In order to turn things to your advantage, find a good lease negotiator or a tenant representative with experience in working with doctors and local ties. However, be careful because tenant representative fees are typically covered by the landlord upon signing the lease. If you are skeptical, take extra care to find a recommended and trusted representative in order to not second-guess their motive. A lawyer will probably not be familiar with the information required to work out a good deal for doctors.
If a significant build-out is being considered, contact a commercial contractor who can help determine if space can be used as a private healthcare office without any obstacles, such as structural or plumbing issues.
Lastly, once the business terms are finalized, a lawyer with appropriate leasing and private healthcare industry experience will prove to be indispensable.
Before signing the lease, the landlord and the doctor will devise a nonbinding term sheet or a proposal letter to ensure they are on the same page. While this sheet is nonbinding, a landlord will usually not agree to subsequent concessions not present in the letter.
Usually, the doctor will not be able to work out a new lease and will have to assume an existing lease, but if he intends to stay in the place longer than the seller, he may be able to work out favorable terms.
Be aware of these factors:• A tenant will pay for taxes, insurance, and maintenance fees. Sometimes the landlord may agree to pay a base fee for taxes and the tenant will pay for any amount above the base. If the office is a condo, the tenant will also have to pay for the pro-rata share of common area maintenance (CAM) fees.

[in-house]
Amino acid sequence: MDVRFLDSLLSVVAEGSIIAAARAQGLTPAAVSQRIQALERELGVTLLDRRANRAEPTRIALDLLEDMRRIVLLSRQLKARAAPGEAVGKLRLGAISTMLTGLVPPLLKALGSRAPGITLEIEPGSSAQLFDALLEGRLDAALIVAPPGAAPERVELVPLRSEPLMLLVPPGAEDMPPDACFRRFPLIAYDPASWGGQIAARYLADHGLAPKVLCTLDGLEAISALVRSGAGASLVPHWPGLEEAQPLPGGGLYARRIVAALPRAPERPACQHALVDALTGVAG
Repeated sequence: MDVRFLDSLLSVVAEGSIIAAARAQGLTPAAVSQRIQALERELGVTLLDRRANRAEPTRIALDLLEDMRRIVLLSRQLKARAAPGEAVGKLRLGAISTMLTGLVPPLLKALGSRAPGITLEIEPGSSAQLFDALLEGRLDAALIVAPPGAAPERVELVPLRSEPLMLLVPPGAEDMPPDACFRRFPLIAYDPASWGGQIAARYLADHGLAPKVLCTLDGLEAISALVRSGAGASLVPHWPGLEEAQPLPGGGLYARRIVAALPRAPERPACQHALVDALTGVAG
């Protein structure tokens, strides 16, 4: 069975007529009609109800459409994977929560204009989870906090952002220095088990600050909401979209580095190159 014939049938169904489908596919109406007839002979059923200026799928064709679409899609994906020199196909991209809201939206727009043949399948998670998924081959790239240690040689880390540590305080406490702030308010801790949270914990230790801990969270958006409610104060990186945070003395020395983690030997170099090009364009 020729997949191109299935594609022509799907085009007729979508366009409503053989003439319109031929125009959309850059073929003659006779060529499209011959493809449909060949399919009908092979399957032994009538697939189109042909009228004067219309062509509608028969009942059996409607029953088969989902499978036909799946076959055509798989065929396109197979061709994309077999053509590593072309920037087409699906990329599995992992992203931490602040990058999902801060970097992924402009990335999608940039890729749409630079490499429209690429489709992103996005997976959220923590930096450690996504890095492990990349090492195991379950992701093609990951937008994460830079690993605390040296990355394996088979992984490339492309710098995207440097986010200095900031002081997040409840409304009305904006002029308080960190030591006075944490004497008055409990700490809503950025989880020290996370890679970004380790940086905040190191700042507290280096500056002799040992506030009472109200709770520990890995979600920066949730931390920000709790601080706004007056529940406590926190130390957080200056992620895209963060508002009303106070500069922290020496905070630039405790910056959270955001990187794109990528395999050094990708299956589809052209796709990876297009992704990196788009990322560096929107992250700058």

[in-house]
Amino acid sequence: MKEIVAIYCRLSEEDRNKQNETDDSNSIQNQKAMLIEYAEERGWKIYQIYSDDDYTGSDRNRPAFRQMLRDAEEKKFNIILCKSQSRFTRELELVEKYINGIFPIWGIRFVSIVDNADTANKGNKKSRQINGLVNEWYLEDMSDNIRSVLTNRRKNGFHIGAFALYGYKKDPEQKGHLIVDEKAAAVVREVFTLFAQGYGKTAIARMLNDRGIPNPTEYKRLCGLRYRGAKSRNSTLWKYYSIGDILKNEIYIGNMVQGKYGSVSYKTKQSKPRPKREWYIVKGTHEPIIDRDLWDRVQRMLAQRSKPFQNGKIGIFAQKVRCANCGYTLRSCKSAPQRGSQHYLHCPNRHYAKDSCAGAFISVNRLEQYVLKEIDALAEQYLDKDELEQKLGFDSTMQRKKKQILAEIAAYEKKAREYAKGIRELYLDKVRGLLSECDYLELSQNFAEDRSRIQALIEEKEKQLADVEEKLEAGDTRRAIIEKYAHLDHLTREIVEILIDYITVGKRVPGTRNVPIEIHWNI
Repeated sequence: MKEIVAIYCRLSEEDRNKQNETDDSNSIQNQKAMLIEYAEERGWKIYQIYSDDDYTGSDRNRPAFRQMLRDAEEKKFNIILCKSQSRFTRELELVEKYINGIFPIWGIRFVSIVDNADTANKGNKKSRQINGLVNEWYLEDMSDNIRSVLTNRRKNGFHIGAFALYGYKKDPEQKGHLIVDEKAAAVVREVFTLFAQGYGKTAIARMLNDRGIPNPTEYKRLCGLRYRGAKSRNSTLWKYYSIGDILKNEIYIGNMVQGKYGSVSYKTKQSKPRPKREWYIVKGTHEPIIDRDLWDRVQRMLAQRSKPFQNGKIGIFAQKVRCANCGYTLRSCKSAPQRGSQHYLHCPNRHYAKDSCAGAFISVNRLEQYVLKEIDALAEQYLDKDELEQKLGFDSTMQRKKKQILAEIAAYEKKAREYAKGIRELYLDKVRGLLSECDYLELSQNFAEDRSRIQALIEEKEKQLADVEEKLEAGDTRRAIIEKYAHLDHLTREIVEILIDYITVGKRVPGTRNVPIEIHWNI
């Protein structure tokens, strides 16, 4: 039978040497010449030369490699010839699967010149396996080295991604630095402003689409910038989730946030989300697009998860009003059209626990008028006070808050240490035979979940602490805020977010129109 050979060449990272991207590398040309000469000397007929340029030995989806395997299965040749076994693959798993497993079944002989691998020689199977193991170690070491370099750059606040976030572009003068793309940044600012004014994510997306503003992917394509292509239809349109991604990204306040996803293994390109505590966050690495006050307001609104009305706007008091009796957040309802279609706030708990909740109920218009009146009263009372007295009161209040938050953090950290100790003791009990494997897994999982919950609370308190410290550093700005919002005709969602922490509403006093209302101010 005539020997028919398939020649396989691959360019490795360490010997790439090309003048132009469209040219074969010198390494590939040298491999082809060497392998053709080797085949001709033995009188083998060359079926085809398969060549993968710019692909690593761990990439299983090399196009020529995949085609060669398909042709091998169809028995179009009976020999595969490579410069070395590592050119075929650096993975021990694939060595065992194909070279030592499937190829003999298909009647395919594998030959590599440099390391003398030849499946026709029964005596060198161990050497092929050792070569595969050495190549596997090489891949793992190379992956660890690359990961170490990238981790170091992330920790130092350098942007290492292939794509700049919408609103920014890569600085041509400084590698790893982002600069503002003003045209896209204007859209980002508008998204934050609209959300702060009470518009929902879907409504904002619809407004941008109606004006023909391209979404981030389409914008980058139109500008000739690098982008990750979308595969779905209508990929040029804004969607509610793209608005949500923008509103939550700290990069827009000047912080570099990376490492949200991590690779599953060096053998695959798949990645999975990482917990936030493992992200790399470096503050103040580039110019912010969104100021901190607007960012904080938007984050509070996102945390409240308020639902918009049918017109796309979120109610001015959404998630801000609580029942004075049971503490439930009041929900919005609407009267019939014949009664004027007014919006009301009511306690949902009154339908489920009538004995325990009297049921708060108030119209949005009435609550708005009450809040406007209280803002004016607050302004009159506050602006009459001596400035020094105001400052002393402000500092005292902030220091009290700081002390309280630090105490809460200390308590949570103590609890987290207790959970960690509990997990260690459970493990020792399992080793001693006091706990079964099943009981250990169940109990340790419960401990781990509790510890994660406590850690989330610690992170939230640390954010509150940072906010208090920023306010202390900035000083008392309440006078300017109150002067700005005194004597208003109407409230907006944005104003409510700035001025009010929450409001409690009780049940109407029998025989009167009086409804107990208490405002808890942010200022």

• A 3 or 4 percent increase of rent per year is normal, but be sure to ask for more info.
• Lenders will require the lease to have a minimum duration. A 5 to a 10-year term with a few options to renew should be good enough.
• The landlord must give the tenant a period to compensate for the missed rent along with a written report before terminating the lease.
• At times, landlords are willing to grant their tenants the option to purchase the real estate or a right of first refusal.
• Landlords may agree to an assignment clause that permits the future buyer to become an assignee without the landlord standing in the way. They must agree in advance to release the assigning tenant upon the completion of a sale. Ensure that there will be no excessive payment except reasonable legal fees.
• The landlord may agree to not rent a space in the vicinity to a competing private practice.
• If space needs to be a build-out, the landlord may agree to grant an allowance for renewal and construction expenses, or to a temporary rent abatement.
• Request to see if the landlord allows subletting of the space, for example, to a specialist.
• If the premises are part of a condominium, ensure that a private healthcare office is permitted use of the premises.
• If the office is in a larger building, will the doctor be able to open the office after hours for emergencies or during the weekends? Will heating and ventilation and other options be working during these off times?
• Who will pay for the air conditioning (HVAC) if it needs to be repaired or replaced? Usually, the tenant will be responsible for maintenance costs while the landlord will take care of replacement costs.
• There may be a clause in the contract that permits the landlord to force the doctor to relocate to a new location within the complex. These clauses should be eliminated or softened in a manner to protect a doctor’s goodwill.
• Landlords may require a personal guarantee from the doctor, such as a spousal guarantee. At times the landlord may agree to terminate these guarantees as long as the tenant makes all rental payments.
• Think about requesting an automatic lease termination upon the death or disability of the owner.